This year’s wet harvest could increase risk of mycotoxins in cereals, including storage mycotoxin ochratoxin A (OTA).
The presence of ochratoxin A is regarded as a food safety issue. And while ochratoxin A is generally detected only at low concentrations in cereals, with values typically at levels at, or just above the limit of detection, isolated higher results have been seen over the last few years, according to the British Oats and Barley Millers Association (BOBMA).
Supported by the National Association of British and Irish Flour Millers (NABIM) and MAGB (Maltsters Association of Great Britain), BOBMA is reminding farmers, merchants and the wider supply chain of the importance of effective grain store management to manage the issue.
BOBMA recommends following best practice procedures described in the Food Standards Agency’s (FSA) ‘UK Code of Good Storage Practice to Reduce Ochratoxin A in Cereals’.
In particular, attention should be given to the accurate calibration and use of moisture meters, says BOBMA, particularly portable or ‘hand held’ meters which are prone to error if not operated within manufacturer guidelines.
The FSA code advises that if grain is rapidly dried to below 18 per cent moisture content, then further dried to 15 per cent moisture content and maintained below this level then the risk of ochratoxin A contamination is reduced.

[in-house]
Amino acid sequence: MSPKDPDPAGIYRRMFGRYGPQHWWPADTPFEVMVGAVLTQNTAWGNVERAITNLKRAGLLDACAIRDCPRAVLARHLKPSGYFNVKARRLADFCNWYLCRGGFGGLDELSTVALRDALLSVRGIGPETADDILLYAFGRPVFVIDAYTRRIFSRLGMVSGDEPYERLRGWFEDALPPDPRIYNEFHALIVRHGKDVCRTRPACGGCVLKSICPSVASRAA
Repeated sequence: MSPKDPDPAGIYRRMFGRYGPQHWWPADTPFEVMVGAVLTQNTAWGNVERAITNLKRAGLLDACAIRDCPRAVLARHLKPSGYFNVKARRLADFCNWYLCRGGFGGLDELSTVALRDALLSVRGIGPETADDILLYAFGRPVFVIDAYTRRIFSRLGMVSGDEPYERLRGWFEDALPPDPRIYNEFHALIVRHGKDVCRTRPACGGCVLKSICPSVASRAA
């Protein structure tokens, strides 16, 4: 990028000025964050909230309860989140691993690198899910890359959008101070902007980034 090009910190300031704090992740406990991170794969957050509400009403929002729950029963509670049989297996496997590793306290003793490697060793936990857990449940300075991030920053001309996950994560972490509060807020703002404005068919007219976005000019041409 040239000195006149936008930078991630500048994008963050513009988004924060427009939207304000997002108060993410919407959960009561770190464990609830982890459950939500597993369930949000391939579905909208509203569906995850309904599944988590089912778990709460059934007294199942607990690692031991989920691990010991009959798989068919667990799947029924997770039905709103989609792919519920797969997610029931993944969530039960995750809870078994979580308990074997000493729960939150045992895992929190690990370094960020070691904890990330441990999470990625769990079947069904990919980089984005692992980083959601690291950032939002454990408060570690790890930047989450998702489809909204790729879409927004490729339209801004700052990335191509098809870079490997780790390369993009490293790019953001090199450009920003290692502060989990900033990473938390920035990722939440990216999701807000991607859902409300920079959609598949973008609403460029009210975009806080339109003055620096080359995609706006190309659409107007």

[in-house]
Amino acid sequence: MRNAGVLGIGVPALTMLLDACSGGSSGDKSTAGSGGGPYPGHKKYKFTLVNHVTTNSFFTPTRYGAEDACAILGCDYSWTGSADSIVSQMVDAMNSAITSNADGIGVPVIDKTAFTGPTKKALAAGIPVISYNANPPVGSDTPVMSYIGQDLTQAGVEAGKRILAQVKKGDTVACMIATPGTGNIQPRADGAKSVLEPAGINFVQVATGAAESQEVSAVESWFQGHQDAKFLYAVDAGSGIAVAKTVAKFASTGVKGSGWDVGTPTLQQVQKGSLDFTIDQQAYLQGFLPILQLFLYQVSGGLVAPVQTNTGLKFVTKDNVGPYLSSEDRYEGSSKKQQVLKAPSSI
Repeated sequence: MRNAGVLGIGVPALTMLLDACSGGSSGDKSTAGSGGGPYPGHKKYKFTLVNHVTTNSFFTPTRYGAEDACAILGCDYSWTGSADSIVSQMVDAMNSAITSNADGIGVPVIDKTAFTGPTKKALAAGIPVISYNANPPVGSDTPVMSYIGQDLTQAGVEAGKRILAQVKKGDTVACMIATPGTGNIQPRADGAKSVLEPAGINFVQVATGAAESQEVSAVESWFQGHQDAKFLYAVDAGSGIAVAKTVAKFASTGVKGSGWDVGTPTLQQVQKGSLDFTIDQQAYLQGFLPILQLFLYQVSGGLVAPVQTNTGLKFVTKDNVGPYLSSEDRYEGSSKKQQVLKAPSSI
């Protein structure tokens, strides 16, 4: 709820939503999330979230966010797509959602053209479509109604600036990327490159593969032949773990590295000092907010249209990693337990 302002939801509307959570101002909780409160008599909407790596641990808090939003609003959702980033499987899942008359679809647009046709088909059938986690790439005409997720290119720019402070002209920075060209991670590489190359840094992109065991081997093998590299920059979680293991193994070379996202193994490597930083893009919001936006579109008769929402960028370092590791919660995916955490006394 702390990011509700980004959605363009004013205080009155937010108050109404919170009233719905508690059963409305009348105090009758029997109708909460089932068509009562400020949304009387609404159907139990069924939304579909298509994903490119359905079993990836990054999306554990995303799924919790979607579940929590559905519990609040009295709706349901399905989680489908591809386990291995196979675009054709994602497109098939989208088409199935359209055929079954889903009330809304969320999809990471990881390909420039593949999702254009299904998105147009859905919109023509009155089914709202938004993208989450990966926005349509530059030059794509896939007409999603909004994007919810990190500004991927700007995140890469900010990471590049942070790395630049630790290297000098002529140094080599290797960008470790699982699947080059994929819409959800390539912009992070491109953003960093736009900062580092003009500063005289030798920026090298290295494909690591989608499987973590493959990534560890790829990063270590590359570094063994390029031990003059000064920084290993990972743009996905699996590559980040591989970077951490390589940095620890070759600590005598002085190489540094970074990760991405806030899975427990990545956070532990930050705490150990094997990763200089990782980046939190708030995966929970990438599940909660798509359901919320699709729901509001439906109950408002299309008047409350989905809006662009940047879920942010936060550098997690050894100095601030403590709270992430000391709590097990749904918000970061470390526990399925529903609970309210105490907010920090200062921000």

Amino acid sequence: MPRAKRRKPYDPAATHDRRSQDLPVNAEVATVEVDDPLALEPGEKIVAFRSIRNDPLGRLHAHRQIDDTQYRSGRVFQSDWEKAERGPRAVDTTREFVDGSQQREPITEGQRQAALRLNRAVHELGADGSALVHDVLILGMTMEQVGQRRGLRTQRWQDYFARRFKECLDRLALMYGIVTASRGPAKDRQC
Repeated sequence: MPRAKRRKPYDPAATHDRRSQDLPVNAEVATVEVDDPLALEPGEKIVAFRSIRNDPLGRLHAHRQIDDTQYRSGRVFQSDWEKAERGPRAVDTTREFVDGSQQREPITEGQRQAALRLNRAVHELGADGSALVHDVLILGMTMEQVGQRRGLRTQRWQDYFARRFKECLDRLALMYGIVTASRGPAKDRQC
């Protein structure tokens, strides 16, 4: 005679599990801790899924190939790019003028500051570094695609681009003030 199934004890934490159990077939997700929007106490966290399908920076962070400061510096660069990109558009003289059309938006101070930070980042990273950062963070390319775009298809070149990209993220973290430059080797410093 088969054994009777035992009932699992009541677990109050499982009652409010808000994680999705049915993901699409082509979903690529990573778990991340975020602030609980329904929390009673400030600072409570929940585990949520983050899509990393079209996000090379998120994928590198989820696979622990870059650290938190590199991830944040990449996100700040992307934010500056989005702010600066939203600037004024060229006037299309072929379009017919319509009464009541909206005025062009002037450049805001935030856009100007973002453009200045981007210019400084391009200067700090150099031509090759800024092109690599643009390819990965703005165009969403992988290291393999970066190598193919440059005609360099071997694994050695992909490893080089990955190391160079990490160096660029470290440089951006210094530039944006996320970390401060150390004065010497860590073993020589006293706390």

If conditions are not conducive to bulk drying of grain or there is a backlog of damp grain to be dried using a hot-air drier then grain should be cooled to increase the safe storage period until the grain can be dried, it says.
The reason more ochratoxin A is being found could be because mills are doing more testing, says managing director Douglas Veitch of John Hogarth, oatmeal and pearl barley miller. “The maximum level is 5ppb. If a load is downgraded, farmers will lose their premium as the cereal will not be able to go for malting or milling.”
NFU chief adviser combinable crops Jack Watts says this harvest, because it has been wet, is likely to be riskier than last in terms of mycotoxins. “It comes down to careful store management and getting grain to safe moisture levels as efficiently as possible, getting it cooled and careful monitoring.”
Paul Rooke of Agricultural Industries Confederation (AIC) says: “Certainly harvesting at higher moistures raises the risk but that risk can still be mitigated by good drying and storage practice.
“AHDB has a safe storage calculator which allows you to determine the safe storage time for higher moisture intakes and to understand how swiftly you need to move moistures down to safer longer term levels. Working with these sorts of tools should minimise any risks, as will maintaining good overall store hygiene and structural condition.”
For more information visit: www.food.gov.uk/sites/default/files/media/document/ochratoxinacop.pdf